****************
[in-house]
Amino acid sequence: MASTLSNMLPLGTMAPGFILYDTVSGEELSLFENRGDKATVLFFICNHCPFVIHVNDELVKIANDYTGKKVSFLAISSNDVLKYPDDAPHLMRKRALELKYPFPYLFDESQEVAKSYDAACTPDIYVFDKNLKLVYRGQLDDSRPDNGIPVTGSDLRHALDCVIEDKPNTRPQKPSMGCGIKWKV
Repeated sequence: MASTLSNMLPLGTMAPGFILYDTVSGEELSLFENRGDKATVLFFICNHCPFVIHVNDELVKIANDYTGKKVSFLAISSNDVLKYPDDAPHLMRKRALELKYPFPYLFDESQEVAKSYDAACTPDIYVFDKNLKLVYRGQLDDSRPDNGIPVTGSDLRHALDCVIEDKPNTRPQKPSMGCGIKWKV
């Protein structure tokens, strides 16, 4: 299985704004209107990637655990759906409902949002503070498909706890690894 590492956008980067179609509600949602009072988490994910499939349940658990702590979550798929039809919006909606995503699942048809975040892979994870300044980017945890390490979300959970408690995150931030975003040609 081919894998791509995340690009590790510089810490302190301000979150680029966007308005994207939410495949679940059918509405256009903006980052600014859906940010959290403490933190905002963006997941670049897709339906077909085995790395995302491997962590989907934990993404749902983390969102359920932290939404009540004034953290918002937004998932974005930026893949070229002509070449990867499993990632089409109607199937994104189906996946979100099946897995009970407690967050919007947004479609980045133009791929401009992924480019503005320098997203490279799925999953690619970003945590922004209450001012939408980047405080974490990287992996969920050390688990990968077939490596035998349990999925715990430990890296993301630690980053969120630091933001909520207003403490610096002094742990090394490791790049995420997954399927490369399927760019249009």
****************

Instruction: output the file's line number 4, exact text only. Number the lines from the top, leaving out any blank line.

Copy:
């Protein structure tokens, strides 16, 4: 299985704004209107990637655990759906409902949002503070498909706890690894 590492956008980067179609509600949602009072988490994910499939349940658990702590979550798929039809919006909606995503699942048809975040892979994870300044980017945890390490979300959970408690995150931030975003040609 081919894998791509995340690009590790510089810490302190301000979150680029966007308005994207939410495949679940059918509405256009903006980052600014859906940010959290403490933190905002963006997941670049897709339906077909085995790395995302491997962590989907934990993404749902983390969102359920932290939404009540004034953290918002937004998932974005930026893949070229002509070449990867499993990632089409109607199937994104189906996946979100099946897995009970407690967050919007947004479609980045133009791929401009992924480019503005320098997203490279799925999953690619970003945590922004209450001012939408980047405080974490990287992996969920050390688990990968077939490596035998349990999925715990430990890296993301630690980053969120630091933001909520207003403490610096002094742990090394490791790049995420997954399927490369399927760019249009």